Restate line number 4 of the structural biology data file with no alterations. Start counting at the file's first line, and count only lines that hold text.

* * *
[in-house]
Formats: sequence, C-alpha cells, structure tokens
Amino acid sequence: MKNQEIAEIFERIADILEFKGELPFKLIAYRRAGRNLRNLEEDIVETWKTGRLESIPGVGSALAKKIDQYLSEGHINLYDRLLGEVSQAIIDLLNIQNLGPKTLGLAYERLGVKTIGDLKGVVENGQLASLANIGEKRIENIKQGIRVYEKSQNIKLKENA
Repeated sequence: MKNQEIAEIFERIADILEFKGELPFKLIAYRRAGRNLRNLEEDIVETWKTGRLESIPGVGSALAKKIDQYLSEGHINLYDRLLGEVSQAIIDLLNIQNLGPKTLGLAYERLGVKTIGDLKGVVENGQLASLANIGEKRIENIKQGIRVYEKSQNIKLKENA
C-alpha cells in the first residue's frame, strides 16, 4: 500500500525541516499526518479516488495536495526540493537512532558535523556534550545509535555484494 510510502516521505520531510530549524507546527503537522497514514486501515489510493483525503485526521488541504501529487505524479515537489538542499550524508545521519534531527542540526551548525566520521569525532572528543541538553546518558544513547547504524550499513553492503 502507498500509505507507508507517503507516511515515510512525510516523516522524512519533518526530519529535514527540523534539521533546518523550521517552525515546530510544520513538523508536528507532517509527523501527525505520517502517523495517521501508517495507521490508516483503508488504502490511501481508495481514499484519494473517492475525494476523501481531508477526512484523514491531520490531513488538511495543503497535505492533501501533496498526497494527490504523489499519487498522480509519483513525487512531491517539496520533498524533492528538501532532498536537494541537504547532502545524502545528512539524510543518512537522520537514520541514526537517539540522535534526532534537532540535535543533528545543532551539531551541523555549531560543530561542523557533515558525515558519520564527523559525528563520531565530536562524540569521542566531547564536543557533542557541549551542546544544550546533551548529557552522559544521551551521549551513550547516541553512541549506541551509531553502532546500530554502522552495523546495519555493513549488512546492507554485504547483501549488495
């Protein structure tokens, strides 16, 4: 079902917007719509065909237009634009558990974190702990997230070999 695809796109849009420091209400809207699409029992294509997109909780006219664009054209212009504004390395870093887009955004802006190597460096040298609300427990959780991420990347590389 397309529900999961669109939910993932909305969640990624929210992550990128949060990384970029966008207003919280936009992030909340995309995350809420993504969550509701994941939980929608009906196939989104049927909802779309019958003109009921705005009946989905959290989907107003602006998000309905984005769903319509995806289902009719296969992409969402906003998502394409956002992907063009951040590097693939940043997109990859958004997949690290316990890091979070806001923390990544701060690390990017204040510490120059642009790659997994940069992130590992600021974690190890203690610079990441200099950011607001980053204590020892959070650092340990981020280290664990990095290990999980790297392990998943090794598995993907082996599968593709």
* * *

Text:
Repeated sequence: MKNQEIAEIFERIADILEFKGELPFKLIAYRRAGRNLRNLEEDIVETWKTGRLESIPGVGSALAKKIDQYLSEGHINLYDRLLGEVSQAIIDLLNIQNLGPKTLGLAYERLGVKTIGDLKGVVENGQLASLANIGEKRIENIKQGIRVYEKSQNIKLKENA